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Patriot Monument Set For Courthouse Square Unveiling

© Leesburg Today - 11/03/2015

More than a decade of planning and fundraising will culminate in a special Veterans Day ceremony next Wednesday when a monument commemorating Loudoun's contributions during the Revolutionary War will be unveiled at the county courthouse.

For members of the Loudoun Revolutionary War Memorial Committee for the Patriot Project and its supporters, the erection of Warrenton sculptor Jay Hall Carpenter's statue in approximately the same spot where the Declaration of Independence was read to the populace in 1776 will be a lump in the throat moment.

The noontime ceremony will honor the dead of America's first war.

Carpenter's evocative bronze statue depicts a farmer/militia member about to set off to war, flanked by his apprehensive yet calm wife and his half fearful and half proud young son. It is designed to honor the 1,746 Loudoun militiamen who joined the fight for independence from Great Britain and to bring the human emotion of that moment of 239 years ago home to modern-day residents.

The unveiling of the statue marks the end of a long journey-one begun informally 15 years ago by the late Larry Moisson, who conceived of the idea after realizing from the local Daughters of the American Revolution branch that there was no monument at the courthouse at which to lay a wreath in memory of those who served in the Revolutionary War. In 2004, the Leesburg Town Council and the Loudoun County Board of Supervisors each adopted resolutions supporting what became known as the Patriot Project.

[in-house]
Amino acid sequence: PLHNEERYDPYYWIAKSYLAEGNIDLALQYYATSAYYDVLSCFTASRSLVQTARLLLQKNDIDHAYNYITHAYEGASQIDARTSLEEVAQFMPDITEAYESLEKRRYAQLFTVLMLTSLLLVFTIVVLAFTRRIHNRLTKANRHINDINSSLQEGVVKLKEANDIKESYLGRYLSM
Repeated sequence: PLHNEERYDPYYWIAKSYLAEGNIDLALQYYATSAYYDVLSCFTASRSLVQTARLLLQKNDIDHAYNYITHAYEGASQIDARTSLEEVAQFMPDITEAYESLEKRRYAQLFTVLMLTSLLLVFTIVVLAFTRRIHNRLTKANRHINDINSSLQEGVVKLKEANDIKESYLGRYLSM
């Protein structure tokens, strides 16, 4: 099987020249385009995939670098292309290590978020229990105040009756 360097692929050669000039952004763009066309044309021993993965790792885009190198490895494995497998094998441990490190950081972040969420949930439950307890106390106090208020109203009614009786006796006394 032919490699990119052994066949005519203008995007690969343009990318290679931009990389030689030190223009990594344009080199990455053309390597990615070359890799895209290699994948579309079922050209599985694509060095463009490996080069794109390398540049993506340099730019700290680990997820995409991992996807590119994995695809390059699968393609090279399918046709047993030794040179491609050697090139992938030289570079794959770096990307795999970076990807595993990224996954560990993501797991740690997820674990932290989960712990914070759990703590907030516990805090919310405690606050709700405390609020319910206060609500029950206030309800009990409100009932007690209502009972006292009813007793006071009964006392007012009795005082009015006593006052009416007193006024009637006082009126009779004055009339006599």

Clerk of the Circuit Court Gary Clemens took the lead on the fundraising effort three years ago. Clemens and his committee worked to raise almost $421,000, garnering support from a wide range of individuals and businesses.

From the beginning, a number of Daughters of the American Revolution regents supported the project-including Moisson's wife Jackie Moisson, Terri Coleman, Gail Adams, Judith Lindsay, Victoria Daly, Joan Whitener and Teresa McCarthy. Today, seven DAR members serve on the Patriot Project committee, headed by President Jim Christian.

It was McCarthy, when she became regent in 2010, who became the first head of the organization to put the DAR's money to work, eventually presenting a check for $1,000 to the project.

""Getting this statue made, paid for and up has been a labor of love for our committee, and gratitude for the nearly 400 people or organizations who contributed to this success,"" she said this week. Clemens also was invigorated by the endeavor.

""We're prosperous today because of those families and veterans,"" he said as he neared the end of the fundraising. He was helped by many-including banker Jim Bowman, Christian, former Del. Joe T. May, Richard Norman, Wynne Saffer and Donald Cooper.

Donors large or small all seemed to have been struck by the power and simplicity of the statue, Clemens said. And, for Clemens and the Patriot Project Committee, it is important that all veterans, including those of the Revolutionary War, their families and their modern-day descendants, for the first time will be included in the traditional Veterans Day observance next Wednesday.

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